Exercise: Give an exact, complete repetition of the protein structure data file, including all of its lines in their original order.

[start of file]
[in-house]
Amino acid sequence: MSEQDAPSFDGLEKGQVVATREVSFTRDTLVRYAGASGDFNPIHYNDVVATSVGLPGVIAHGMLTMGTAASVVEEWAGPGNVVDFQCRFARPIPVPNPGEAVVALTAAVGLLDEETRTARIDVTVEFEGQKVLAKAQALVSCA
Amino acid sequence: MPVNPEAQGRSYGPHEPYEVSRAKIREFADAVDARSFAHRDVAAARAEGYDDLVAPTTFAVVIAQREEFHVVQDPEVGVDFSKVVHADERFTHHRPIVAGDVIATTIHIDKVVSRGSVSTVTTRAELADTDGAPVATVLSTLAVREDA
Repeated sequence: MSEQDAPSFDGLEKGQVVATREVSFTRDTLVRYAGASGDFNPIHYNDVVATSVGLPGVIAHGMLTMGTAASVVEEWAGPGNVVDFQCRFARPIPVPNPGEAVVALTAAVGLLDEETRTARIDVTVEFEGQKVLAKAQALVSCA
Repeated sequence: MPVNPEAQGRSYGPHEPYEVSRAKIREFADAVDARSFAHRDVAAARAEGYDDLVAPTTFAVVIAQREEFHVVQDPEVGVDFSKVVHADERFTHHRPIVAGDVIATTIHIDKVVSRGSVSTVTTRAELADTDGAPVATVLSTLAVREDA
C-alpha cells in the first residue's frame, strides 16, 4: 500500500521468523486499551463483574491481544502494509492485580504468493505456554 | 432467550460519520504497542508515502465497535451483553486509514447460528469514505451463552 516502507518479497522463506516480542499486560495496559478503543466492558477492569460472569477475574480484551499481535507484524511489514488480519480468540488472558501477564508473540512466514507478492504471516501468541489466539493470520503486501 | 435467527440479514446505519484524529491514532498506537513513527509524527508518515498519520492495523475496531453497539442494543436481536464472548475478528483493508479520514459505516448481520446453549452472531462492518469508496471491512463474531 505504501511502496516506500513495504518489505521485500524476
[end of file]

[in-house]
Amino acid sequence: MSEQDAPSFDGLEKGQVVATREVSFTRDTLVRYAGASGDFNPIHYNDVVATSVGLPGVIAHGMLTMGTAASVVEEWAGPGNVVDFQCRFARPIPVPNPGEAVVALTAAVGLLDEETRTARIDVTVEFEGQKVLAKAQALVSCA
Amino acid sequence: MPVNPEAQGRSYGPHEPYEVSRAKIREFADAVDARSFAHRDVAAARAEGYDDLVAPTTFAVVIAQREEFHVVQDPEVGVDFSKVVHADERFTHHRPIVAGDVIATTIHIDKVVSRGSVSTVTTRAELADTDGAPVATVLSTLAVREDA
Repeated sequence: MSEQDAPSFDGLEKGQVVATREVSFTRDTLVRYAGASGDFNPIHYNDVVATSVGLPGVIAHGMLTMGTAASVVEEWAGPGNVVDFQCRFARPIPVPNPGEAVVALTAAVGLLDEETRTARIDVTVEFEGQKVLAKAQALVSCA
Repeated sequence: MPVNPEAQGRSYGPHEPYEVSRAKIREFADAVDARSFAHRDVAAARAEGYDDLVAPTTFAVVIAQREEFHVVQDPEVGVDFSKVVHADERFTHHRPIVAGDVIATTIHIDKVVSRGSVSTVTTRAELADTDGAPVATVLSTLAVREDA
C-alpha cells in the first residue's frame, strides 16, 4: 500500500521468523486499551463483574491481544502494509492485580504468493505456554 | 432467550460519520504497542508515502465497535451483553486509514447460528469514505451463552 516502507518479497522463506516480542499486560495496559478503543466492558477492569460472569477475574480484551499481535507484524511489514488480519480468540488472558501477564508473540512466514507478492504471516501468541489466539493470520503486501 | 435467527440479514446505519484524529491514532498506537513513527509524527508518515498519520492495523475496531453497539442494543436481536464472548475478528483493508479520514459505516448481520446453549452472531462492518469508496471491512463474531 505504501511502496516506500513495504518489505521485500524476